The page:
Thursday, April 25, 2013

Coded UI Test in Visual Studio 2012


A coded UI test provides a mechanism to automatically execute and drive the application in much the same manner as a human sitting in front of a computer. It operates at the user interface layer and can be programmed to validate elements of the UI at various points during the test to confirm that the application is behaving properly.
Coded UI tests can be authored in C# or Visual Basic, and Visual Studio 2012 provides tools to help auto-generate much of this required code.
We will start by creating a simple Coded UI Test using the Coded UI Test Builder and adding some validation logic.

Setting Up the Sample Application
We will use a simple web application having one web form.

Create a test project
We will need a test project in which to house Coded UI test. Click File -> New -> Project, which will display the New Project dialog box. Select Visual C# -> Test -> Coded UI Test Project. Name the project “CodedUITestProject” and select “Add to solution” in the Solution drop-down. Click OK.

“Generate Code for Coded UI Test” will appear, providing options for generating test.


Choose the first option “Record actions, edit UI map or add assertions”. This option allows recording a Coded UI test from scratch by navigating through the application in the same manner that a user might.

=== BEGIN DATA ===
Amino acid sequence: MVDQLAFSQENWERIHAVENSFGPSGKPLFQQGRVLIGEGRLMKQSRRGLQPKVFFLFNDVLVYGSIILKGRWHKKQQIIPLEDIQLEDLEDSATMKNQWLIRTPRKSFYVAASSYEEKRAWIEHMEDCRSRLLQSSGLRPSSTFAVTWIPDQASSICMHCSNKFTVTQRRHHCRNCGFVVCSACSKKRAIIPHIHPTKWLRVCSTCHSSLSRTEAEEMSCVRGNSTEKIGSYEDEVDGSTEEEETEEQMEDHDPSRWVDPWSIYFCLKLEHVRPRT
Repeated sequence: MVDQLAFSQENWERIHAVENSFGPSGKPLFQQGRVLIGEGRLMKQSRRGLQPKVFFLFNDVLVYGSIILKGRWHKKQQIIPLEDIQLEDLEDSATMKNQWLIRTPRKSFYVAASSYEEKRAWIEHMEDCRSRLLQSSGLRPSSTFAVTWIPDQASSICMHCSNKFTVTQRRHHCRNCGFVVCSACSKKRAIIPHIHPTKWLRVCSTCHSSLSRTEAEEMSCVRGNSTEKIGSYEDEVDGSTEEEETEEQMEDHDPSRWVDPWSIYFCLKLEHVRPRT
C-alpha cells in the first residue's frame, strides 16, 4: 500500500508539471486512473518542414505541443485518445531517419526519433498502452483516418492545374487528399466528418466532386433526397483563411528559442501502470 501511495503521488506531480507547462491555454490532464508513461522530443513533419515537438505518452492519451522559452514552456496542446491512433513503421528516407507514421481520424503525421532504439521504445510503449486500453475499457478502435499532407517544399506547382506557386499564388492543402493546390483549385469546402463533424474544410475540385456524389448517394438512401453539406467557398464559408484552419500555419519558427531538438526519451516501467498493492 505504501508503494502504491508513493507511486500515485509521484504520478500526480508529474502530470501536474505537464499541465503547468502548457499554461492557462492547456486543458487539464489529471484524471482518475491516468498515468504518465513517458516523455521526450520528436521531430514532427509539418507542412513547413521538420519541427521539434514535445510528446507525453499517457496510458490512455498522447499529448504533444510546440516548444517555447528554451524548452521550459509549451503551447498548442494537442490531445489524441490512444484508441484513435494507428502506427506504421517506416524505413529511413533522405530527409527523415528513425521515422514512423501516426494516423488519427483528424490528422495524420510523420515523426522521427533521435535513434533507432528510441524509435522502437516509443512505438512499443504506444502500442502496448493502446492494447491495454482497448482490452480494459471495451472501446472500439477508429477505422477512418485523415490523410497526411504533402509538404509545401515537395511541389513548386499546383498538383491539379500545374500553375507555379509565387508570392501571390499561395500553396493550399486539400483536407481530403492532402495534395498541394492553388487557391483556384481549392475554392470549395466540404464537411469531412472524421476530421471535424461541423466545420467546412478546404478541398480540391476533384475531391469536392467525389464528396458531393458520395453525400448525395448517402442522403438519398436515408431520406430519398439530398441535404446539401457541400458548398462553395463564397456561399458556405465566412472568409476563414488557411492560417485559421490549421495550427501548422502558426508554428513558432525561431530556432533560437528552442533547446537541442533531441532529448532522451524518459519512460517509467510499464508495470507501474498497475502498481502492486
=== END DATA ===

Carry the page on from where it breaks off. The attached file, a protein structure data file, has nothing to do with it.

The moment you choose above mentioned option Coded UI Test Builder appears.


Assuming you have launched the web form (calculate.aspx) in browser. Click the record button of the Test Builder. You can now begin recording the Coded UI test by using the application in same manner you would expect a user to. Type 20 in first textbox, then type 30 in second textbox, and click the Add button.

You can visually inspect the actions that the Test Builder has captured by clicking on Show recorded steps of the Test Builder.



At this point of time, validation logic can be added to confirm that the result of addition operation is correct. Before adding assertion, performed steps must be converted into source code. Do so by clicking on Generate Code.
A dialog will appear prompting you to name the method you want to create within coded UI test. Type “EnterDataAndClickAdd”; then click Add and Generate to resume building coded UI test.


You can now add assertion logic to validate the properties of one or more controls. The Test Builder allows you to easily select the control you want to validate. Do so by clicking the Add Assert and dragging the crosshair icon from the Test Builder on to the bottommost label next to Result of the form. As you hover over controls, you will notice that they become highlighted to indicate which control you are selecting. Once you have selected the bottommost label of the form, release your mouse button.


The properties for the lblResult label will be displayed.


For this test, we want to confirm that the number 50 (the sum of 20 and 30) is properly displayed in the textbox. In the list of properties for this control, you will see that the InnerText property has a value of 50. Highlight this row, then click Add an Assertion. “Add assertion” dialog will appear, allowing you to define the behavior of your assertion. Click the Comparator drop - down to examine your assertion choices. Accept the default value (AreEqual) for Comparator and the current value (50) for Comparison Value. You can also type message in case assertion fails .Click OK. The Test Builder will display a message indicating that your assertion has been added.